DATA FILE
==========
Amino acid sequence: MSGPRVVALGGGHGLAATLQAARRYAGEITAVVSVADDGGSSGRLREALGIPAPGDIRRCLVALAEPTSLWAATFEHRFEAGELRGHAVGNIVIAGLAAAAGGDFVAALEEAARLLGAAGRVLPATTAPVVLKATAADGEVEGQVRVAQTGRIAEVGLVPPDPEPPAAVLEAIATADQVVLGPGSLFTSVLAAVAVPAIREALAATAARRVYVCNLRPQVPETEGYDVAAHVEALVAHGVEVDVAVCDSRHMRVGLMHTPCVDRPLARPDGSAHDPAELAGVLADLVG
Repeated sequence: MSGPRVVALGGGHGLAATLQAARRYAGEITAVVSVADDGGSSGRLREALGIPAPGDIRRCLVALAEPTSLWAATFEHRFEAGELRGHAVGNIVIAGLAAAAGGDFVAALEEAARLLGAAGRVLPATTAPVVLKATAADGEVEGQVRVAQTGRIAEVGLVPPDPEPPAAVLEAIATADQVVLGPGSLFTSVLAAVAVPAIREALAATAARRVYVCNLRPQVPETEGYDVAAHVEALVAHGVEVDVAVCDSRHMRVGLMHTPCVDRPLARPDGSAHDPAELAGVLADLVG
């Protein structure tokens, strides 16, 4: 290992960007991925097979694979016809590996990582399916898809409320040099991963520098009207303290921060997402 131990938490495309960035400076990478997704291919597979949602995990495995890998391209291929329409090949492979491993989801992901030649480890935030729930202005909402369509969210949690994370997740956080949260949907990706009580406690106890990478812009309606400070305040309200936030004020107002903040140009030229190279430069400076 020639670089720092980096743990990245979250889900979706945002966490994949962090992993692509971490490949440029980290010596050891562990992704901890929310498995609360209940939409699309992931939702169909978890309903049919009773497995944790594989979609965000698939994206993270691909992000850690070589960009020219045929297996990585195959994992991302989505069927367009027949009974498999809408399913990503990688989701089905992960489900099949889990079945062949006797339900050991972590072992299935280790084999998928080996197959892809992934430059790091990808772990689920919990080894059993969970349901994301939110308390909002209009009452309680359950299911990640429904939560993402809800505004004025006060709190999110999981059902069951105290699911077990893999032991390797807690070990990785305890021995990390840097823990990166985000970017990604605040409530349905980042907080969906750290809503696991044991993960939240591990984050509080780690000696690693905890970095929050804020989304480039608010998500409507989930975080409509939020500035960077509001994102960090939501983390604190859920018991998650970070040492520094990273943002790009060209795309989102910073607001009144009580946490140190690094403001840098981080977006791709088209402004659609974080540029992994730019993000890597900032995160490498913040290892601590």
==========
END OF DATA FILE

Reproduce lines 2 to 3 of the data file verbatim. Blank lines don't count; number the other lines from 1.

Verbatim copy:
Repeated sequence: MSGPRVVALGGGHGLAATLQAARRYAGEITAVVSVADDGGSSGRLREALGIPAPGDIRRCLVALAEPTSLWAATFEHRFEAGELRGHAVGNIVIAGLAAAAGGDFVAALEEAARLLGAAGRVLPATTAPVVLKATAADGEVEGQVRVAQTGRIAEVGLVPPDPEPPAAVLEAIATADQVVLGPGSLFTSVLAAVAVPAIREALAATAARRVYVCNLRPQVPETEGYDVAAHVEALVAHGVEVDVAVCDSRHMRVGLMHTPCVDRPLARPDGSAHDPAELAGVLADLVG
């Protein structure tokens, strides 16, 4: 290992960007991925097979694979016809590996990582399916898809409320040099991963520098009207303290921060997402 131990938490495309960035400076990478997704291919597979949602995990495995890998391209291929329409090949492979491993989801992901030649480890935030729930202005909402369509969210949690994370997740956080949260949907990706009580406690106890990478812009309606400070305040309200936030004020107002903040140009030229190279430069400076 020639670089720092980096743990990245979250889900979706945002966490994949962090992993692509971490490949440029980290010596050891562990992704901890929310498995609360209940939409699309992931939702169909978890309903049919009773497995944790594989979609965000698939994206993270691909992000850690070589960009020219045929297996990585195959994992991302989505069927367009027949009974498999809408399913990503990688989701089905992960489900099949889990079945062949006797339900050991972590072992299935280790084999998928080996197959892809992934430059790091990808772990689920919990080894059993969970349901994301939110308390909002209009009452309680359950299911990640429904939560993402809800505004004025006060709190999110999981059902069951105290699911077990893999032991390797807690070990990785305890021995990390840097823990990166985000970017990604605040409530349905980042907080969906750290809503696991044991993960939240591990984050509080780690000696690693905890970095929050804020989304480039608010998500409507989930975080409509939020500035960077509001994102960090939501983390604190859920018991998650970070040492520094990273943002790009060209795309989102910073607001009144009580946490140190690094403001840098981080977006791709088209402004659609974080540029992994730019993000890597900032995160490498913040290892601590």